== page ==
Save for Retirement
Retirement savings is a top priority for many Savers. If you are Active-Duty Military or a DoD civilian employee you have access to the Thrift Savings Plan (TSP). Uniformed servicemembers do not receive matching contributions from the Department of Defense into TSP but FERS employees do qualify for matching contributions. The contribution limits are set each year by the IRS to see the limits click here. Also, TSP will be launching a new TSP ROTH option by the end of second quarter 2012. Please click here for more information.
Unfortunately, many spouses and family members do not have access to an employer-sponsored retirement plan, such as a 401(k) plan. Even if a spouse or family member's employer doesn’t offer a retirement plan, you can still save for their retirement, and get some tax benefits in the process, by putting money in an Individual Retirement Account (IRA).
Saving at Work
Who qualifies to make IRA contributions?
Anyone who earns income (or receives alimony) can put money in an IRA. Couples can also put money in an IRA for a non-working spouse.
Each person per year can put up to $5,000 in an IRA if you are age 49 or below and up to $6,000 if you are age 50 or above for the 2012 tax year, so long as your contributions do not exceed your earned income. Each year, you have until the April 15 tax filing deadline to make your IRA payment for the previous tax year.
There are two main types of IRA – traditional IRAs and Roth IRAs. In addition, those who are self-employed can put money in a SEP-IRA. Each has its own set of rules and offers different tax benefits. This article will deal with traditional and Roth IRAs.
Traditional IRAs are open to anyone up to the age of 70 1/2. Money in a traditional IRA grows tax-deferred. In other words, you won’t have to pay taxes on any earnings until you take the money out. That allows your money to grow faster than it would if you had to pay income tax each year on those earnings.
Traditional IRAs Offer Tax Deductible Contributions
Your contributions to a traditional IRA may also be tax deductible, which is an attractive feature for many people. That’s because you get a portion of your IRA payment “back” immediately in the form of a lower tax bill.
If you are not eligible for an employer sponsored retirement plan, you can make tax-deductible contributions to a traditional IRA. You can also do so if your income falls below certain levels, regardless of your retirement plan status.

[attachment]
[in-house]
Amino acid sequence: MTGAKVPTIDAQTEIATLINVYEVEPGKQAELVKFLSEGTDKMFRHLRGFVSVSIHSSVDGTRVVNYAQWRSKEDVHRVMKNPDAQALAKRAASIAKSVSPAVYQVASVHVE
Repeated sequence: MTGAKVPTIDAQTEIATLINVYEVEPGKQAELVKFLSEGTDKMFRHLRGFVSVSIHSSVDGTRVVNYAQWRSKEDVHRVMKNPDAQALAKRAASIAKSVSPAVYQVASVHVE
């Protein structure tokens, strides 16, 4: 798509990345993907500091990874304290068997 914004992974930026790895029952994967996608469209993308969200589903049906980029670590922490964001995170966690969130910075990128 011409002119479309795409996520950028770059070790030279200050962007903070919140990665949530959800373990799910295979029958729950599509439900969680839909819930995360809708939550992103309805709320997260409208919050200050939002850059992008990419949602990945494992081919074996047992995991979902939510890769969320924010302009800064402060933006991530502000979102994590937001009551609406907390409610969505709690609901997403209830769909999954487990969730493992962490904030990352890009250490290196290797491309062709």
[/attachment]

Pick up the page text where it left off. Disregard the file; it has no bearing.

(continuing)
For tax year 2012, couples filing a joint tax return who report adjusted gross income of up to $92,000, or singles with income up to $58,000, are eligible to make fully deductible contributions to a traditional IRA. In addition, taxpayers with incomes slightly above those limits – $92,000 to $112,000 for couples and $58,000 to $68,000 for singles – can make partially deductible contributions. Find out more information at irs.gov.
When you put money in a traditional IRA, you can’t get it out before you reach age 59 1/2 without paying a penalty, although there are exceptions. Some people consider this a disadvantage of traditional IRAs, but it can help keep your retirement savings on track.
Once you start taking money out of a traditional IRA in retirement, you will have to pay ordinary income tax on any earnings and on your tax-deductible contributions, but no federal taxes on withdrawals of non-deductible contributions. Depending on where you live, you may have to pay state taxes on those withdrawals.
ROTH IRAs Offer Tax-Free Withdrawals
The benefits of Roth IRAs are almost exactly opposite those of traditional IRAs. Spousal ROTH IRAs are the same.
You can’t make tax-deductible contributions to a Roth IRA. On the other hand, the money you put in a Roth IRA grows not just tax-deferred, but tax-free. In other words, you won’t have to pay any federal taxes, or state taxes in most states, on your earnings when you take money out, provided you meet certain requirements. You are also less likely to have to pay a tax penalty if you withdraw money early from a Roth IRA.
There are no age limits for contributions to a Roth IRA, so long as you have earned income. On the other hand, there are income limits. However, those limits are quite high. Singles who report adjusted gross incomes of up to $110,000 in 2012 and couples with incomes up to $173,000 qualify for a full contribution. Taxpayers with slightly higher incomes – $110,000 - $125,000 for singles and $173,000 - $183,000 for couples filing jointly – can make partial contributions. Find out more information at irs.gov.
Where Can You Open an IRA?
Virtually all major financial services companies – such as banks, brokers, insurance, and mutual fund companies – offer IRAs and make it easy to open an account.
A reputable mutual fund company that offers a wide selection of funds, low costs, and reasonable minimum investment requirements, is a particularly good option for many. Many of the top companies also offer excellent educational materials to help you pick the best funds for you.
Regardless of where you decide to open an account, your retirement savings will get a real boost if you commit yourself to making annual contributions an IRA.